Monday 3 April 2023



(English, 1981)
Dir: Andrej Zulowski

Does 'Possession' have as many disparate elements as a Cronenberg creature? For a while, it certainly seems that way. Wending its way through a divorce drama psychological to creature horror to 'did the world just end?' horror, the film seems to be a collection of parts rather than a coherent whole. 

Set in West Berlin, 'Possession' begins with Mark (Sam Neill, from long before his appearances on 'Jurassic Park'), a cold war spy, returning from an assignment to his home where he finds his wife Anna (Isabelle Adjani shortly after her star-making turn in 'Adele H') seeking a separation. What begins as a story about how people in divorces can hurt each other quickly veers into a different territory as Anna exhibits some very odd behaviour. Mark continues his pursuit of Anna however and even confronts her lover. So far, it is a disturbing story, but still appears to follow the tropes of a divorce drama.

When a detective actually tracks down Anna to a secret apartment in an abandoned building, the movie becomes something else. Now coming thick and fast upon us are images of gore and squick, the director throwing the grossness at us with what appears to be unabashed glee.

Death and dismemberment follows in a cityscape bare of people, with desolate surroundings, always-messy interiors in nice, clean buildings and scrupulously clean floors in decrepit buildings. Anna's doppleganger Helena shows up. Heinrich (her former lover) too visits her secret apartment. Mark joins in on the murderous action. Various characters have sex with each other. Various characters hold each other's hand. Pink socks become important. 

And then things get worse.

By the end, when the credits roll, if you are left wondering what you just saw, that's possibly by design, but this is not the 'WTF' reaction exacted by many French film-makers, or even David 'WTF' Lynch. It is combined with a sense of relief that it is over. 

For 'Possession' is exhausting. It's like being battered with blunt instruments while piercing screams play in the background. 

In trying to understand why, I sought to separate the facets of the film. The camera-work is top-notch, the framing perfect for the effect sought to be created, for which one should credit Bruno Nuytten (who would go on to direct Camille Claudel). The acting is also fantastic, which I will come to later.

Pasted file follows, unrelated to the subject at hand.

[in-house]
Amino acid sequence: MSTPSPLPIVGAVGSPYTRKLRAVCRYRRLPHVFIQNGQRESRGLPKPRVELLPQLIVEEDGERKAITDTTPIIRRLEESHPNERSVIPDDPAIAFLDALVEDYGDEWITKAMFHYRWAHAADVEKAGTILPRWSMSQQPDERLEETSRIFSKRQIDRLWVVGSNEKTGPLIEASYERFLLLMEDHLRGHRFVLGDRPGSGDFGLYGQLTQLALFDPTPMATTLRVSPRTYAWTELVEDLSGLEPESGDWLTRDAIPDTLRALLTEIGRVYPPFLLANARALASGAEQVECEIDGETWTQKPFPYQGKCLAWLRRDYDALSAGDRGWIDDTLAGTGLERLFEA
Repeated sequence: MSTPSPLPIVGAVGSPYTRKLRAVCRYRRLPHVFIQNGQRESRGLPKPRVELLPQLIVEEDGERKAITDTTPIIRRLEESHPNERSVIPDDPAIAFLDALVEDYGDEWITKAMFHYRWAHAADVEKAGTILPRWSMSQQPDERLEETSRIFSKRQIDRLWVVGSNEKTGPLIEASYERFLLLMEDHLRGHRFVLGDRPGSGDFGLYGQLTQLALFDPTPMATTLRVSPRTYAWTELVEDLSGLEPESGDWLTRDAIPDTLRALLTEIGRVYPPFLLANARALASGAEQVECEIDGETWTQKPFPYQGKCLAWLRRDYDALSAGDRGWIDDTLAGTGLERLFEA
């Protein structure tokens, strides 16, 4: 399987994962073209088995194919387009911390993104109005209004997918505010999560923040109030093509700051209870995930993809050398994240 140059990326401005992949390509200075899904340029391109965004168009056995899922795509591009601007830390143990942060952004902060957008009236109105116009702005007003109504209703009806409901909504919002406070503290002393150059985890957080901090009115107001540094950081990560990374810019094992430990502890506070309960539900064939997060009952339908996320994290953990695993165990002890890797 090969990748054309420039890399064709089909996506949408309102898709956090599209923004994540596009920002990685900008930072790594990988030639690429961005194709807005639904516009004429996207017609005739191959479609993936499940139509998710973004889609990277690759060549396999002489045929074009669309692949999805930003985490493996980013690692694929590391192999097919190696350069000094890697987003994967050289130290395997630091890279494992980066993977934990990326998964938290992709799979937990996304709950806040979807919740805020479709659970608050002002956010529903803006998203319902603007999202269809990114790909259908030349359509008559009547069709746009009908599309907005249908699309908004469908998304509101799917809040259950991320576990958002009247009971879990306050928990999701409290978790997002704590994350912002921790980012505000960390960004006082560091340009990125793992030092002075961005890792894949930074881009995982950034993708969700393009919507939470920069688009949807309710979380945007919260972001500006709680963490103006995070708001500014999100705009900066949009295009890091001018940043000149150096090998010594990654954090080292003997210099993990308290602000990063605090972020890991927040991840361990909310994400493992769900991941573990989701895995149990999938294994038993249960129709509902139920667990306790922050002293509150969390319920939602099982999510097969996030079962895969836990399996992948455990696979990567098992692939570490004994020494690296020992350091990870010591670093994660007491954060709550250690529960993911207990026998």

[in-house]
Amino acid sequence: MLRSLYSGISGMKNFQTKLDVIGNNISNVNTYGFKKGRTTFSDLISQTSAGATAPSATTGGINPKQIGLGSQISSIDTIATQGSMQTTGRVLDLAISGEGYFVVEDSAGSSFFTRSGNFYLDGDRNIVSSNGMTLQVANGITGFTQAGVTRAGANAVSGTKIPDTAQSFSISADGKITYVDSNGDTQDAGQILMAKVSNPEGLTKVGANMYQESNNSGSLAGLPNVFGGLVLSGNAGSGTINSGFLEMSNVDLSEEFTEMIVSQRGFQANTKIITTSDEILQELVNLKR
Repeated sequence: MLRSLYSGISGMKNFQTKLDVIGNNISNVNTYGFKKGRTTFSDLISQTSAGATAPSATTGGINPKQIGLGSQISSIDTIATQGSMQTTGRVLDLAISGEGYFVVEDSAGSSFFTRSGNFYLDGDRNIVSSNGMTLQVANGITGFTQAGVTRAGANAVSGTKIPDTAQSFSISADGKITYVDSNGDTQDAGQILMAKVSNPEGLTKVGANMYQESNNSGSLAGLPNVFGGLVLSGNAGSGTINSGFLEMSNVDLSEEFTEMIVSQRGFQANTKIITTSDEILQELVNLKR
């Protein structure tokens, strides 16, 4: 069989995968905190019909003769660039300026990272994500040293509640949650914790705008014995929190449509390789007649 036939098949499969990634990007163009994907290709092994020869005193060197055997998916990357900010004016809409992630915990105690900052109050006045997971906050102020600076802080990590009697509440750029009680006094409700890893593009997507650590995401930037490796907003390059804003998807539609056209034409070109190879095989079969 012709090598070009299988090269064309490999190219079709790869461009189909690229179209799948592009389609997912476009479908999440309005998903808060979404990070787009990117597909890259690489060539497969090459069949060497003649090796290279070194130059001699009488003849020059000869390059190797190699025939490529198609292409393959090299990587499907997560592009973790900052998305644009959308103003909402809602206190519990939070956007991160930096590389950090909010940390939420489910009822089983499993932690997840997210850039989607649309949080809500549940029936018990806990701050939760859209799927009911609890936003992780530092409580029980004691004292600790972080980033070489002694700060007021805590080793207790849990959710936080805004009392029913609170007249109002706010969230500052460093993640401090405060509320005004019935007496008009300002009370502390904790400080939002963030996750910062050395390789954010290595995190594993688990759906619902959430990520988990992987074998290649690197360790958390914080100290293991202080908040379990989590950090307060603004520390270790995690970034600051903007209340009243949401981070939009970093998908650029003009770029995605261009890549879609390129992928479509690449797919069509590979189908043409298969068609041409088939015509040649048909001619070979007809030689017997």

But the script...that seems to be where the bulk of the blame would lie. The director also wrote the script for 'Possession', and the blame, if we are to call it such, is laid easily, for Zulowski clearly wrote the script in a disturbed state of mind, while going through his own divorce. Moreover, this is a French-German collaboration that, for reasons unknown, was made in English. And the disconnect shows. With only Sam Neill (A New Zealander) being at home in the language among the cast and possibly the crew, there is a sense of disconnect that contributes to the atmosphere of separation that pervades the film. The dialogue comes across as flowery to the point of being a joke. Incongruous language is delivered with theatrical flourish by actors lurching from side to side. The pacing is off, somehow, going along sometimes at a speed that does not allow for understanding, and the editing often renders the events on screen incomprehensible, making the central theme (the pain of separation, I speculate, for humans and countries) so obtuse as to be completely misconstrued by the end.

If all this sounds faintly ridiculous, it is, a little. But far more than that, it is disturbing, unsettling, often deeply so, and undoubtedly, for all its flaws, riveting.

The credit for holding the film together rests on the shoulders of Isabelle Adjani; shoulders which must have attained a strength far beyond their apparent delicateness over the course of her career. 

It is remarkable that she is able to portray vulnerability when Anna needs to be vulnerable, and diabolical when Anna needs to be diabolical, and do both equally convincingly. It is mind-blowing that she is able to radiate both feelings at the same time. And yet, this is Isabelle Adjani. 

Had the film cast Judy Davis (as was planned when Adjani's agency turned Zulowski down), or anyone else, it is certain 'Possession' would have been yet another obscurity of European cinema, a 'neither here-nor-there' film that could not decide whether it was horror or drama or even what kind of horror it was. But Adjani did eventually come around, and so we end up with a film that is still a 'neither here-nor-there' film, but now it is a 'neither here-nor-there' film that has one of the finest actors in the world carrying out a role of a lifetime. Bringing her intense physicality to the film, Adjani makes Anna into a maddening, haunting creature whose every movement speaks volumes and fixes the viewers attention to the screen. Completely unpredictable as the character is, it is the talent of the actress at never letting the viewer know what to expect next, but making what happens next perfectly believable, that allows 'Possession' to rise above the disjointed nature of its script.

Whether I would positively recommend 'Possession', I do not know. It is something of an artefact, a film made by a Polish director in Cold War Germany using a divorce and creature horror to make a statement about separation that ends up being too close to gibberish to really have an impact. But it also features some extraordinary flourishes from actors who gave a lot of themselves to their roles, and whose subsequent careers rightly speak to their talents.

So I suppose i would leave it as something that, if you do choose to watch - should be watched at the viewers own risk.

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